Biden administration officials are “outraged and heartbroken” after an Israeli airstrike killed a convoy of multi-national aid workers in Gaza on Monday, jeopardizing future food delivery to the embattled region. The deaths of the seven workers, employed by international charity World Central Kitchen, drew the administration’s sharpest criticism of Israel since the war against Hamas began, but notably did not lead to any new conditions on American weapon shipments.

The deadly strike came early Monday morning near the central Gaza town of Deir al-Balah, killing six WCK workers and their Palestinian driver. A statement from the charity confirmed the identities of the fallen, as well as their countries of origin. Those killed included three from the United Kingdom, one from Australia, one from Poland, and an American-Canadian dual citizen.

(Source: World Central Kitchen)

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Founded in 2010 by celebrity chef and restauranteur José Andrés, World Central Kitchen provides food relief to those in need in the wake of natural disasters and regional conflicts. At the time of the explosion, the group was traveling “in a deconflicted zone in two armored cars branded with the WCK logo and a soft skin vehicle.”

Israeli outlet Haaretz reports that the strike was launched “because of suspicion that a terrorist was travelling with the convoy,” leading to three separate missiles being launched at the convoy via a Hermes 450 drone. No members of Hamas were found to have been present at the time of the attack.

“This is not only an attack against WCK, this is an attack on humanitarian organizations showing up in the most dire of situations where food is being used as a weapon of war,” WCK CEO Erin Gore wrote in a separate statement. “This is unforgivable.”

World Central Kitchen has now paused all operations in the Gaza Strip while the organization considers its next steps. Newly arrived aid ships have turned back just one day after arriving, taking 240 tons of undelivered supplies with them.

Related: UN Reports Half of Gaza is Experiencing “Catastrophic Hunger,” Famine Imminent

On Tuesday, Israeli Prime Minister Benjamin Netanyahu expressed regret over the incident, acknowledging that his military was responsible for the “unintended strike” on “innocent people in the Gaza Strip.”

“Unfortunately, in the past day, there was a tragic incident of an unintentional hit by our forces on innocent people in the Gaza Strip. It happens during war. We are in touch with governments, and we’ll do everything so this doesn’t happen again,” his full statement said. He did not mention WCK by name.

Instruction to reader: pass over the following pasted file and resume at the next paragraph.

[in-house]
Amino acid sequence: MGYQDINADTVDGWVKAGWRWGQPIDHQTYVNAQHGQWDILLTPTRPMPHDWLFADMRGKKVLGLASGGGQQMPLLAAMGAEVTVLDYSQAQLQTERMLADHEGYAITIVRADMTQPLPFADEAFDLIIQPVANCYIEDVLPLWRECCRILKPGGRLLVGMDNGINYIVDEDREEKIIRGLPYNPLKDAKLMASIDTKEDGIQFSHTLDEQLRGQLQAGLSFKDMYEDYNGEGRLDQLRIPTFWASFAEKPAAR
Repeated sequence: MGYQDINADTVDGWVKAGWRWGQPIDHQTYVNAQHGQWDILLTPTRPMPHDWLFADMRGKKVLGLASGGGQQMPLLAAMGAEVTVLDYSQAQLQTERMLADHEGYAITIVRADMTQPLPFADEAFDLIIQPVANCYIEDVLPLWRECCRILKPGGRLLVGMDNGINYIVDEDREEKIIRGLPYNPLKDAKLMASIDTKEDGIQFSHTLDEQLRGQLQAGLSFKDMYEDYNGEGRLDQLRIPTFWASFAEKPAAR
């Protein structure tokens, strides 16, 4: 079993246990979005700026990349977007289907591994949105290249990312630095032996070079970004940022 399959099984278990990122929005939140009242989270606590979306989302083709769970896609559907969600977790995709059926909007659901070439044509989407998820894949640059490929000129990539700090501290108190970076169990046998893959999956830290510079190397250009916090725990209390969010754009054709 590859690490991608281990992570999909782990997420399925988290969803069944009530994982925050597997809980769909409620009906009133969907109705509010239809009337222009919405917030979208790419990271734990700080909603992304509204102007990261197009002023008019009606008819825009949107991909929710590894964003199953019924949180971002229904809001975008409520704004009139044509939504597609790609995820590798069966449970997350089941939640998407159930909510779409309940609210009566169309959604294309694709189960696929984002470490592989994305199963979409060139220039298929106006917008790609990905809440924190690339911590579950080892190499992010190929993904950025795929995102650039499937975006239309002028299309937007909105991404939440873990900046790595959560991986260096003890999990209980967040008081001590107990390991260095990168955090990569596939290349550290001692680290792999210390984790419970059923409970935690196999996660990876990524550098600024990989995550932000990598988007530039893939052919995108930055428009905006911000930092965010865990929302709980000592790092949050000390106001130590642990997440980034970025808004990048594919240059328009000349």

After a preliminary briefing, Israel Defense Force Chief of Staff Lt. Gen. Herzi Halevi said in a video statement that the bombing “was not carried out with the intention of harming” the aid workers.

“It was a mistake that followed a misidentification at night during a war in very complex conditions,” he added. “It shouldn’t have happened.”

He went on to promise a thorough investigation into the matter.

Related: Biden Announces Gaza Pier Construction for Aid Deliveries

Meanwhile, the United States government harshly condemned Israel’s handling of the situation, saying that it “has not done enough to protect aid workers” in Gaza in an unusually blunt criticism.

In a statement, an “outraged and heartbroken” President Joe Biden said that “this is not a stand-alone incident.”

“This conflict has been one of the worst in recent memory in terms of how many aid workers have been killed,” he continued. “This is a major reason why distributing humanitarian aid in Gaza has been so difficult – because Israel has not done enough to protect aid workers trying to deliver desperately needed help to civilians. Incidents like yesterday’s simply should not happen. Israel has also not done enough to protect civilians. The United States has repeatedly urged Israel to deconflict their military operations against Hamas with humanitarian operations, in order to avoid civilian casualties.”

Biden also communicated with José Andrés directly to express his condolences.

In a Tuesday afternoon press briefing, National Security Council Communications Adviser John Kirby expressed similar outrage over the bombing, calling for the responsible parties to be held to “appropriate accountability.”

However, Kirby emphasized that Israel had not violated humanitarian norms and said there was no evidence that the strike had targeted the aid workers directly.

As such, the administration has no plans to attach new conditions to Israel’s use of US-supplied weapons, including the shipment of heavy explosive ordinance and 25 F-35 fighter jets the White House approved earlier this week.

Connor Walcott is a staff writer for Follow Connor on X and look for him on VT’s “The Unusual Suspects.”

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